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Som Tam Phonlamai (Thai Fruit Salad)

Austin Bush © 2013

Servings: 2 to 6 as part of a meal

Just one of many examples of som tam that has nothing to do with green papaya (I do like to add some for this rendition, but you could certainly leave it out) and almost everything to do with the method of preparation: made in a clay mortar, the salad requires the same gentle pounding that aims to bruise but not smash the main ingredients, allowing some of the sweet-tart dressing to pervade. Use any fruit you want, even if it’s just one or two kinds. Be sure to choose fruit that strikes a good balance between sweetness and tartness. If the fruit is very sweet, you’ll want to scale back on the sugar and perhaps bump up the lime juice.

This recipe is excerpted from Pok Pok. Read our review.


  • 1 generous Tbs. medium-size dried shrimp, rinsed and patted dry
  • 1 oz. palm sugar
  • 1/4 tsp. water
  • 1 small lime (preferably a Key lime), halved through the stem
  • 2 fresh Thai chiles, preferably red
  • 1 Tbs. lime juice (preferably from Key limes or spiked with a small squeeze of Meyer lemon juice)
  • 1 Tbs. Thai fish sauce
  • 1 oz. peeled, shredded green papaya (about 1/2 cup, lightly packed)
  • 14 grams peeled carrot, cut into long (about 3-inch), thin (about 1/8-inch) strips (about 1/4 cup, lightly packed)
  • 8 oz. mixed crunchy, sweet, and tart fruit (such apple, pear, pineapple, green mango, and persimmon), any inedible skin peeled, cut into irregular 1-inch chunks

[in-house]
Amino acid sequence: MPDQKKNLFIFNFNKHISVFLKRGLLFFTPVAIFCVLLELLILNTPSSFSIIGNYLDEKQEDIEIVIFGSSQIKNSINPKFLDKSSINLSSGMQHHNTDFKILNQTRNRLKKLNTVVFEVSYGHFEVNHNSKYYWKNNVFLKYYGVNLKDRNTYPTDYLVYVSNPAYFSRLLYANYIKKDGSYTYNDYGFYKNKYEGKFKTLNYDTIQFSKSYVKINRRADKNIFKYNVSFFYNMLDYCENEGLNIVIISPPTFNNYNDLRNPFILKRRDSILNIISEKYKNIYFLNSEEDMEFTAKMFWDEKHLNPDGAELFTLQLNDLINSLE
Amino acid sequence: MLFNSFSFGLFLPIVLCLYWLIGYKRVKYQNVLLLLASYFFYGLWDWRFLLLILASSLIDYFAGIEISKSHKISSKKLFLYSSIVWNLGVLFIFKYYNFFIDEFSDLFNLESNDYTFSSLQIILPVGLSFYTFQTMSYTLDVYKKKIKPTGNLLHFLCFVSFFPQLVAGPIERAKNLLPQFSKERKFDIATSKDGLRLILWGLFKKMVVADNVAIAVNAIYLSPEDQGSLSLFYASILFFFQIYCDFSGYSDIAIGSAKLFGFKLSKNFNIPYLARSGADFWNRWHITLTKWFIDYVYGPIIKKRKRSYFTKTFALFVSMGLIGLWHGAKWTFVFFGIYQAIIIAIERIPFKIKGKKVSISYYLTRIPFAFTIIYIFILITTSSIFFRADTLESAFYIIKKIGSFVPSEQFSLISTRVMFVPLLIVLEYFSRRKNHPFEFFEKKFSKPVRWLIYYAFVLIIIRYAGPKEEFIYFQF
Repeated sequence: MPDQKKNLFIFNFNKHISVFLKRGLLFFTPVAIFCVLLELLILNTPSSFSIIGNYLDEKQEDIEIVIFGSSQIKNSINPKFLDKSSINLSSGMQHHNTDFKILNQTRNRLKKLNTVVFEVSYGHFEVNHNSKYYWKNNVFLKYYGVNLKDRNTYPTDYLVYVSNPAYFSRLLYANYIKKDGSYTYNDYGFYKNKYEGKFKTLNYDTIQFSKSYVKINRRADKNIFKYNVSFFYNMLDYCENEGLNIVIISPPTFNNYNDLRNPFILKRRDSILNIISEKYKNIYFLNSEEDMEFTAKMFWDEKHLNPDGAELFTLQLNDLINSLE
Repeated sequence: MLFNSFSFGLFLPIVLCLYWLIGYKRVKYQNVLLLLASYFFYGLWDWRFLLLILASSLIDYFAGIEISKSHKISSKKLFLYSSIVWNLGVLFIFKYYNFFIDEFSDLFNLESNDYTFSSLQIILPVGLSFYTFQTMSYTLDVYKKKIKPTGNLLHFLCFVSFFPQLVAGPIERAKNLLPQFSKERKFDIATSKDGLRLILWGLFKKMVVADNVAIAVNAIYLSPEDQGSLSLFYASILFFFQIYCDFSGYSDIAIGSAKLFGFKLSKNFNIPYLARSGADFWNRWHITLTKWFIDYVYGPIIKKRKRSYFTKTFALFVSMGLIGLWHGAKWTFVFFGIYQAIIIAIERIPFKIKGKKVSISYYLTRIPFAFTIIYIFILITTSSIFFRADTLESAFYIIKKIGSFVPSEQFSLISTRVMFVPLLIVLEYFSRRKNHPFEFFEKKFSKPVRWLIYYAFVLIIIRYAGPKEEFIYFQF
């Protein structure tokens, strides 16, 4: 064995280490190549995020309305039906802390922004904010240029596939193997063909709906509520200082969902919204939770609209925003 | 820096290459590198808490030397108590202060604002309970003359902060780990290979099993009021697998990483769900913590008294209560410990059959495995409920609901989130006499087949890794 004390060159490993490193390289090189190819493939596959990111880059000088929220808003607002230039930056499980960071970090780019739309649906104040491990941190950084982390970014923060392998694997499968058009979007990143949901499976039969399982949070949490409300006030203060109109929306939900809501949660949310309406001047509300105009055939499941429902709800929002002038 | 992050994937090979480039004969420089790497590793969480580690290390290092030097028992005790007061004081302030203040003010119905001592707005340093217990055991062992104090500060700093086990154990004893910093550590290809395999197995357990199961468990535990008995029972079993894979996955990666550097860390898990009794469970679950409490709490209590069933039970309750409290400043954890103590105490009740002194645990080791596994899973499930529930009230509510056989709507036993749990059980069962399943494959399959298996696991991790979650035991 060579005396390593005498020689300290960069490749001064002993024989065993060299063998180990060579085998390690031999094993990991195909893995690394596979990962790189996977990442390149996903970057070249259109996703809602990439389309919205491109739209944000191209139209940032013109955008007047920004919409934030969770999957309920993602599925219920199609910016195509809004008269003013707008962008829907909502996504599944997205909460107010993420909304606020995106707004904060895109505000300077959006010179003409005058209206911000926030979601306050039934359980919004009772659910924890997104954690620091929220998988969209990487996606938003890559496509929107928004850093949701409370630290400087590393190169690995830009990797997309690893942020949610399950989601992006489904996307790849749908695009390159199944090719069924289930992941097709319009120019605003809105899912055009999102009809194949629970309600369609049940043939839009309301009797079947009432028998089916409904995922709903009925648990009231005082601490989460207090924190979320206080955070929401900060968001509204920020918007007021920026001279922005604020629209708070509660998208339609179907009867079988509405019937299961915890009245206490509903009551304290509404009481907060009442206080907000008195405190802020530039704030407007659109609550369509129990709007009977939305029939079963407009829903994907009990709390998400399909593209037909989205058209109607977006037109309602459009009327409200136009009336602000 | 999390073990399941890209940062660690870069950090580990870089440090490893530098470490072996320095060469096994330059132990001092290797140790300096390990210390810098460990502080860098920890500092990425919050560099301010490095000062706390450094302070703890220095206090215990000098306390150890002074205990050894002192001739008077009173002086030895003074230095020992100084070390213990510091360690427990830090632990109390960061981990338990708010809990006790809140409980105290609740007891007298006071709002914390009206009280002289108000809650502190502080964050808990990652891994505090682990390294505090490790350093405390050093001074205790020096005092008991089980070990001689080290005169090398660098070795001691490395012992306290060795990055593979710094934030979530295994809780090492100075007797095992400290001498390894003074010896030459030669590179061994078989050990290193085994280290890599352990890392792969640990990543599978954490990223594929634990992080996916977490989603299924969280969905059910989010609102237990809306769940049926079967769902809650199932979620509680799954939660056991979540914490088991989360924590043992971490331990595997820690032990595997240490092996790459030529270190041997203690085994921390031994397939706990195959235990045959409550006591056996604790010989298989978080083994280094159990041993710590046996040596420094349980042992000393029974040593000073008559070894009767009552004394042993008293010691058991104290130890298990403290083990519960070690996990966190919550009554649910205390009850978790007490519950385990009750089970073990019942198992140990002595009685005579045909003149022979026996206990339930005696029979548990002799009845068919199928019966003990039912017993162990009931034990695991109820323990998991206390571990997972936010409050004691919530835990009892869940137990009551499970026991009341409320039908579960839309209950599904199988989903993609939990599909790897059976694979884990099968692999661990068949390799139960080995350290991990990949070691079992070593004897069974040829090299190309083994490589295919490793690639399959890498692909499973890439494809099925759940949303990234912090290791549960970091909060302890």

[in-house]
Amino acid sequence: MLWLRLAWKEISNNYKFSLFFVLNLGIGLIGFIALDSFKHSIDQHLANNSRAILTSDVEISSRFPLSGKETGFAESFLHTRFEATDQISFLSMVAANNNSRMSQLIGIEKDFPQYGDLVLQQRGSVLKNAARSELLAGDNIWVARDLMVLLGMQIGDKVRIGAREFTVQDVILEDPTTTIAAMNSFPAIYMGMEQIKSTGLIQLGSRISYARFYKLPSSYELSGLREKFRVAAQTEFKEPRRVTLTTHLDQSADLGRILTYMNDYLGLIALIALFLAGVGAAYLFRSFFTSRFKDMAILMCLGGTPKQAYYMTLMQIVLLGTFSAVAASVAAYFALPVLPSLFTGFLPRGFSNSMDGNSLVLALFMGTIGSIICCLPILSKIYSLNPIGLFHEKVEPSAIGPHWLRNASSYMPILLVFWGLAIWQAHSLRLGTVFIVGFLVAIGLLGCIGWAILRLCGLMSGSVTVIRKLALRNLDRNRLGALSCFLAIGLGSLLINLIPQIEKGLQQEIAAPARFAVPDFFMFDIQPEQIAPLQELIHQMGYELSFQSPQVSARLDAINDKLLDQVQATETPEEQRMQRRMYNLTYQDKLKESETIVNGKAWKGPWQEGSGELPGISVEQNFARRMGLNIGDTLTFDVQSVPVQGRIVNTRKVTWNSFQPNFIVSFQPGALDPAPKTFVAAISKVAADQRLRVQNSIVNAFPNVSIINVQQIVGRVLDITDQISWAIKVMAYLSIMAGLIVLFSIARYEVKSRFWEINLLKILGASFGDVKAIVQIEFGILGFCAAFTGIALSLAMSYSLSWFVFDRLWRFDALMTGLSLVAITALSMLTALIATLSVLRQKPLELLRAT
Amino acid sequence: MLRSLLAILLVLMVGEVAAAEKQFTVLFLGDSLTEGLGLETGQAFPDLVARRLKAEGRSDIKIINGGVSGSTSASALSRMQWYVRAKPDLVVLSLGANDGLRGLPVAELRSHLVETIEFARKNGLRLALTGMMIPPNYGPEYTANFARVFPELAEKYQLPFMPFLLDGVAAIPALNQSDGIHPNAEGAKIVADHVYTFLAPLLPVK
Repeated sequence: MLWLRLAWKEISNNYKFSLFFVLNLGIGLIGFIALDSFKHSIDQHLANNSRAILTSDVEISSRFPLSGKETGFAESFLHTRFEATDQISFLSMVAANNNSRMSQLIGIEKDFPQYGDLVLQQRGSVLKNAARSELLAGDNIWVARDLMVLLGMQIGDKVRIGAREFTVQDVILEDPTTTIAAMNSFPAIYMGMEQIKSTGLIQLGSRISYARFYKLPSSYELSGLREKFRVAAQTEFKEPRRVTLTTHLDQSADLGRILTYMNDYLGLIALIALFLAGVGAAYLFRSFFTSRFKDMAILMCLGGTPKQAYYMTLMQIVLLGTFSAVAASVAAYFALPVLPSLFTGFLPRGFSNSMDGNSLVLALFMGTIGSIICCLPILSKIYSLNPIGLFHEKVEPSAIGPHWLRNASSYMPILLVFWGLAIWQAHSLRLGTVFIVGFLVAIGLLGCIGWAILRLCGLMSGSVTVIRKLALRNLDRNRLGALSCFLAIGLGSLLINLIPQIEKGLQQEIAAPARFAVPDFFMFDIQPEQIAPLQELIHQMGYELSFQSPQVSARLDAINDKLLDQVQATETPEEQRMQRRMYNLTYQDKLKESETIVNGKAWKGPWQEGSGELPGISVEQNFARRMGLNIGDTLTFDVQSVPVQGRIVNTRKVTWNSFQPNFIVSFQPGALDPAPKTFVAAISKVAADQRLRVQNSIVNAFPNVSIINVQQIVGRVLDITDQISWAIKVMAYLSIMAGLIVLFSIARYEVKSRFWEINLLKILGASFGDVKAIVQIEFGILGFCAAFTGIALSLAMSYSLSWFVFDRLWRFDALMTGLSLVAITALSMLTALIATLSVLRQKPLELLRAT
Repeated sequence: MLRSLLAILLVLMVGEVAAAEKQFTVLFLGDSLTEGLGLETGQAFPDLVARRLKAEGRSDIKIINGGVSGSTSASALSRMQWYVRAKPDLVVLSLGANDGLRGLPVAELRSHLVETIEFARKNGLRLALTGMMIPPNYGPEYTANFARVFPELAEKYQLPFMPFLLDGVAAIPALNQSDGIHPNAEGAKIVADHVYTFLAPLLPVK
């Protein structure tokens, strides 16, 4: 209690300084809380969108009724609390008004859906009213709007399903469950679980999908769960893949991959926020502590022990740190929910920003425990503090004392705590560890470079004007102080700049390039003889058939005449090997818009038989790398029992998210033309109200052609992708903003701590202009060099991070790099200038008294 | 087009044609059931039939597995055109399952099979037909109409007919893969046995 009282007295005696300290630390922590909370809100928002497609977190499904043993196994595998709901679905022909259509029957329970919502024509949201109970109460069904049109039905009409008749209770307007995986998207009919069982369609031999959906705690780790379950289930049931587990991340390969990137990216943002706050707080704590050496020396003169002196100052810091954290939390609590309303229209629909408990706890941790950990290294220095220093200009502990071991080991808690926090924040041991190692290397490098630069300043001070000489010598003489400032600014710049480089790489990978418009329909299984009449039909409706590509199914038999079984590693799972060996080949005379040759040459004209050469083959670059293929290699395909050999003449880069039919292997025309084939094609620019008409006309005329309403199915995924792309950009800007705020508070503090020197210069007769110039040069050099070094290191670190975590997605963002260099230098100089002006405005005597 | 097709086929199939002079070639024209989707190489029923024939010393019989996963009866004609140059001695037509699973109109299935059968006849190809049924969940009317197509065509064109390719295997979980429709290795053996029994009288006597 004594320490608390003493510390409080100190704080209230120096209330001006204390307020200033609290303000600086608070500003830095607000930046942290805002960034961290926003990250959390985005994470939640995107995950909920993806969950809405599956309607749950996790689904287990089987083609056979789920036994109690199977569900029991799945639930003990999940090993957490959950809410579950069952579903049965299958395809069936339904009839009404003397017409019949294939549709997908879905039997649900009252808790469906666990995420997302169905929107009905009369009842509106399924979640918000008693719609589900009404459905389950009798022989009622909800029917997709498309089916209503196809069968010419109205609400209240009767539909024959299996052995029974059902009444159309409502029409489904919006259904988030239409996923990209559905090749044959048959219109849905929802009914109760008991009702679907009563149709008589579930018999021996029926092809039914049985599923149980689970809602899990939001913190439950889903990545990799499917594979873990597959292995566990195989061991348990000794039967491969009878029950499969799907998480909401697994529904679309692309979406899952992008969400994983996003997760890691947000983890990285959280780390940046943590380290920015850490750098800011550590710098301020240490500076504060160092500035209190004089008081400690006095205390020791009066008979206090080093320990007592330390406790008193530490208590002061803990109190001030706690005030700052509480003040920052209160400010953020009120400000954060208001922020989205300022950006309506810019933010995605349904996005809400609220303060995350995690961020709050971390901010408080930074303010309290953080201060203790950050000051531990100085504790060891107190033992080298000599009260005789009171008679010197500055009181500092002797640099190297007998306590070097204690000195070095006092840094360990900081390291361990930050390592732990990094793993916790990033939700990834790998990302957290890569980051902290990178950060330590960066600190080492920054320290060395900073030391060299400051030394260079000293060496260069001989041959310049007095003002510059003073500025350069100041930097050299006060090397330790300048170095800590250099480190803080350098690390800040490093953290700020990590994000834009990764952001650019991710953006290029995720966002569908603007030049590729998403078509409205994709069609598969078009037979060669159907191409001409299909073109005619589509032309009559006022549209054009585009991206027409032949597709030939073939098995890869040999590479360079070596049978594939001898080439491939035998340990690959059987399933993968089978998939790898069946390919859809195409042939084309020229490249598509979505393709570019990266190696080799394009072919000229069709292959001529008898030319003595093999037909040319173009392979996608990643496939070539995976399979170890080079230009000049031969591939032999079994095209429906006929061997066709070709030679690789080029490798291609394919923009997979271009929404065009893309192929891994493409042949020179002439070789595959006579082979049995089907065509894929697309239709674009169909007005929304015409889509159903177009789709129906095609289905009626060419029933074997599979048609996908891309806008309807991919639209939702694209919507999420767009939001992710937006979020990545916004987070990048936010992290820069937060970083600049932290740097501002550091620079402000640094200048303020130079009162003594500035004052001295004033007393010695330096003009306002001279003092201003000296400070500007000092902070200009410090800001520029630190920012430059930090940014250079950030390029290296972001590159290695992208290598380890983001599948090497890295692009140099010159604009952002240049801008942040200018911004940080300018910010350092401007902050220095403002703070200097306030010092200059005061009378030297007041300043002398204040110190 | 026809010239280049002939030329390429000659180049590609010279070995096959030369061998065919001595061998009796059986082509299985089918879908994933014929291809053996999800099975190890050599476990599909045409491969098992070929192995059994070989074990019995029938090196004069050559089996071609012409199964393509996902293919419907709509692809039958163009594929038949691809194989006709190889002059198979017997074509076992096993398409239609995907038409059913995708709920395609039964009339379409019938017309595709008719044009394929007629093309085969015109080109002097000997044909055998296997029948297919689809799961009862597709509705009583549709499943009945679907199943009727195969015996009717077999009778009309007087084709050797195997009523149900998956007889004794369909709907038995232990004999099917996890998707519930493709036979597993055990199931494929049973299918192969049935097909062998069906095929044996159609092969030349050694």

• 8 to 10 grapes, halved
  • 2 oz. cherry tomatoes (about 4), halved, or quartered if very large
  • 2 generous Tbs. coarsely chopped unsalted roasted peanuts


  • Heat a small dry pan or wok over medium heat, add the dried shrimp, and cook, stirring frequently, until they’re dry all the way through and slightly crispy, about 5 minutes. Set them aside in a small bowl to cool. They’ll keep covered at room temperature for up to 1 week.
  • Put the palm sugar in a small microwavable bowl, sprinkle on the 1/4 tsp. of water, cover the bowl with plastic wrap, and microwave on low just until the sugar has softened (not liquefied), 10 to 30 seconds. Pound the mixture in a mortar (or mash it in the bowl) until you have a smooth paste. Covered, it will keep soft for up to 2 days.
  • Cut one of the lime halves lengthwise into thirds, then cut the thirds in half crosswise. Set aside 2 of the pieces (reserve the remaining lime for another purpose).
  • Combine the chiles and 1 heaping tsp. (or less if the fruit is very sweet) of the softened palm sugar in a large clay mortar and pound just until you have a chunky sludge with medium pieces of chile, 5 to 10 seconds.
  • Add the 2 lime wedges and pound very lightly and briefly, just to release the juice, then add the shrimp and pound lightly just to release their flavor (don’t smash or pulverize them).
  • Add the lime juice, fish sauce, papaya, and carrot. The next step is easy but subtle. You want to use the pestle to barely bruise the papaya (lightly pounding at a slight angle, not directly up-and-down) for about 10 seconds, while simultaneously using a large spoon to scoop up from the bottom of the mortar, essentially tossing the papaya, palm sugar mixture, and the other ingredients as you pound. Do not smash the papaya. It should remain crisp.
  • Add the fruit, including the grapes, and pound the same way you did the papaya, barely bruising the fruit and definitely not smashing it.
  • Add the tomatoes and pound lightly, just to release the juice. Taste the salad and if necessary, season with additional lime juice and fish sauce to achieve a salad that’s, in descending order of prominence, sweet from the fruit, spicy, sour, and a little salty.
  • Finally, add the peanuts and mix well with the spoon. Transfer to a plate, liquid and all, in a low mound, and serve.


Reprinted with permission from Pok Pok by Andy Ricker with JJ Goode, copyright © 2013. Published by Ten Speed Press, a division of Random House, Inc.

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